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Indian

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Indian
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U.S. Naval Operating Base ( Publisher )
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Vol. III, No. 41 U. S. Naval Operating Base, Guantanamo Bay, Cuba Saturday, 20 November 1948


MARINES CELEBRATE
173rd ANNIVERSARY
In spite of lowering skies which
constantly threatened to unleash a deluge, the 173rd birthday of the United States Marine Corps was celebrated on November 10th in . traditional style at the Marine Barracks with an inter-company athletic field day; a sunset parade; a birthday banquet; and a Post
Dance.
The competition for the morning
events featured Guard Company personnel versus the men of Headquarters Company. Though the final results totalled up to a rather top heavy score, 62 to 18, in favor of Guard Company, all events were hotly contested, and the undermanned Headquarters Company squad deserves a great deal of credit for the fine fighting spirit they maintained throughout the meet.
The days' events got underway
with the 100 yard dash, won by PFC R. D. Wilson, Jr., of Guard Company with Cpl. D. D. Christiansen, Headquarters Company and PFC M. J. Garcia, Jr., Guard Company, placing 2nd and 3rd respectively.
In the Tug-of-War, the ten man
* Guard Company aggregation succeeded in out pulling the Headquarters Company crew in a very
evenly matched contest.
The Discus Throw, third event
on the slate, resulted in a grand slam for Guard Company with PFC's J. C. Duley, K. L. Stubbs, and L. M. Rotundo placing in that
order.
- The 220 Yard Dash proved to be easy meat for Guard Company's Wilson who won the event by 20 yards with PFC's B. J. Wilson and G. Ramirez, both of Headquarters
Company finishing 2nd and 3rd.
The Three-Legged race was literally a runaway for Cpl. D. D. Christiansen and PFC C. E. Farmer of Headquarters Company, with PFC's R. E. Bell and C. T. Vallee of Guard Company 2nd, and PFC's D. F. Butcher and B. J. Wilson of Headquarters Company a close 3rd.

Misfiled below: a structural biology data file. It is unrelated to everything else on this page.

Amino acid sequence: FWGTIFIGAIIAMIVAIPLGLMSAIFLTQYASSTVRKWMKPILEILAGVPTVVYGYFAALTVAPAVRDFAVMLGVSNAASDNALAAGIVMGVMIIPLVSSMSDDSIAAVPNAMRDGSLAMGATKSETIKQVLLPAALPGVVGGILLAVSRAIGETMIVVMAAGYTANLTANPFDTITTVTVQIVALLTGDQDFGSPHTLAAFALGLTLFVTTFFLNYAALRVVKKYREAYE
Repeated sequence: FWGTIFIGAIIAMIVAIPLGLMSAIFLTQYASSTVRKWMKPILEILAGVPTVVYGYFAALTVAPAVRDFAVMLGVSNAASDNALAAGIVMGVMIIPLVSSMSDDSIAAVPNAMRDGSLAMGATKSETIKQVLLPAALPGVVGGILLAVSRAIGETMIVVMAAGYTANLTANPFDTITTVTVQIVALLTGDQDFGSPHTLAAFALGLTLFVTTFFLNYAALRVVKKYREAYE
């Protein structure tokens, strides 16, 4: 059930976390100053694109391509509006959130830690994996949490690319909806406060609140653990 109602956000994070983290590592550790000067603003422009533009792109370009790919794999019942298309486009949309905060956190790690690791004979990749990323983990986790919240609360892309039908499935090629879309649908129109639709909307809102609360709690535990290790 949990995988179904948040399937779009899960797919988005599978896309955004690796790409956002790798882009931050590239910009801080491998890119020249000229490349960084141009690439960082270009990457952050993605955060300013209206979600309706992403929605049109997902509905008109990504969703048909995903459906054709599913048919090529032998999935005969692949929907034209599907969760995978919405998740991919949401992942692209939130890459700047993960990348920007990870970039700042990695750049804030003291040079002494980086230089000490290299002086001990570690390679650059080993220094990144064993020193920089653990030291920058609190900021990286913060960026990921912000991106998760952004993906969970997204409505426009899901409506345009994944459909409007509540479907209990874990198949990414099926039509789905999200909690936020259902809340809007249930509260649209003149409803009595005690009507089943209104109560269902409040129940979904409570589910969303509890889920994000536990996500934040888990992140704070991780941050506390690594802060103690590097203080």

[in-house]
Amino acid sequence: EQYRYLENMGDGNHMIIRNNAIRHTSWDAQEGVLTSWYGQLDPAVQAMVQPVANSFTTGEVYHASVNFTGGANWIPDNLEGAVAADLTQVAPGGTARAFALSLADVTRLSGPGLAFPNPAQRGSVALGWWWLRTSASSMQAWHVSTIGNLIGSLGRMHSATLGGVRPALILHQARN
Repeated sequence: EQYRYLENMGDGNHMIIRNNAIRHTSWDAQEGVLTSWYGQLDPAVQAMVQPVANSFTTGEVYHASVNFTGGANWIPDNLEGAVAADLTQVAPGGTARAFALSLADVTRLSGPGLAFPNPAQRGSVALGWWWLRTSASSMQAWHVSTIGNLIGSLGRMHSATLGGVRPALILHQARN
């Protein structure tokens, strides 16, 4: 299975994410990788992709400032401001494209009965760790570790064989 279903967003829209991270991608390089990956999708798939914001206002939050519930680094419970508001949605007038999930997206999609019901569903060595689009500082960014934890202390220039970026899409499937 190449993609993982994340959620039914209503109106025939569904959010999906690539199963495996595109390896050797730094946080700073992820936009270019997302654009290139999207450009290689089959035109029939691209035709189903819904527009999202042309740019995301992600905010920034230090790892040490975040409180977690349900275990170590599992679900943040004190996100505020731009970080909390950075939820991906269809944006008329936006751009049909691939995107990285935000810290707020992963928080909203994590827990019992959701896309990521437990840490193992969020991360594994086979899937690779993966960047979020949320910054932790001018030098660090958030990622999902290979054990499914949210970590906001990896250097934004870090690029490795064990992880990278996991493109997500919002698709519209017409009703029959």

Cpl. R. S. Westbrook of Headquarters Company unlimbered his
good right arm to win the shotput, Stubbs and Duley, both of
(Continued on Page Three)


ATTENTION ALL HANDS
By order of the Commander, U. S. Naval Operating Base, Guantanamo Bay, Cuba, your attention is brought to Base Order No. 25.48 which is quoted below: "Subject: Questionnaires and Surveys.
Reference: (a) SecNav ltr. Op32D2/an A8-6/QM, Ser.
5783P32 of 30 Sept.
1948. (BuPers SemiMonthly Bulletin of 15
October 1948).
1. As'set forth in reference (a), the Department of the Navy neither desires nor intends to withhold from the public any information which can be released without imperiling national interests. However, because of the fact that a large scale compilation of information obtained by apparently innocent questions could result in danger to the national security, it is directed that all personnel of the Base, before replying to any questionnaires or polls not propounded by the Government, first clear the originator, content, and questions with the Base Intelligence Officer.
W. K. Phillips."

LETTER FROM THE
USS SEA CAT (SS-399)
The Commanding Officer desires to express his sincere appreciation for the highly efficient manner in which the Air Sea Rescue plane delivered a patient for an emergency appendectomy from the USS SEA CAT (SS-399) at Santiago de Cuba, to the U. S. Naval Hospital, Guantanamo Bay, Cuba.
At about 0515R, 7 November, 1948, the message was transmitted from Santiago de Cuba requesting air transportation. At 0645R the Air Sea Rescue plane landed in Santiago harbor. At 0730R, the plane took off with the patient on board. At approximately 1000R, the appendectomy was performed on the patient, Gravett, Darrel E., EM2
(SS), U. S. Navy.
M. H. Rindskopf,
Commanding
Editor's Note: Well done boys, keep up the good work.


THE PURPOSE OF THE NAVY RELIEF SOCIETY

Captain McIntosh, USN, Executive Vice President of the Guantanamo Bay Auxiliary of the Navy Relief Society wishes that all the personnel on the Naval Operating Base be familiar with the functions and purpose of the Navy Relief Society. This is the first of a series of articles on the Navy Relief Society.
The purpose of the Navy Relief Society: The Navy Relief Society was incorporated 23 January, 1904, in the District of Columbia for the purpose of aiding indigent widows and orphans of personnel of the United States Navy and Marine Corps. Subsequent amendments to its Certificate of Incorporation have materially broadened the scope of its work. As currently phrased, the purpose of the Society is to "collect and hold funds and to use the same for aid in times of need of the officers and enlisted 'personnel of the Naval Service of the United States, which term shall include the regular Navy and Marine Corps of the United States, the reserve components thereof when on active duty, and the United States Coast Guard when serving as part of the United States Navy in time of war, and also for the aid in times of need of dependents of such officers and enlisted personnel, and to provide relief and assistance to the dependents of deceased officers and enlisted personnel of the said Naval Service." A primary responsibility of the Society, however, is still to provide relief and aid to dependent widows, minor orphan children and dependent mothers of deceased personnel, principally during the interim period while awaiting pension and insurance benefits and adjustment to the new situation.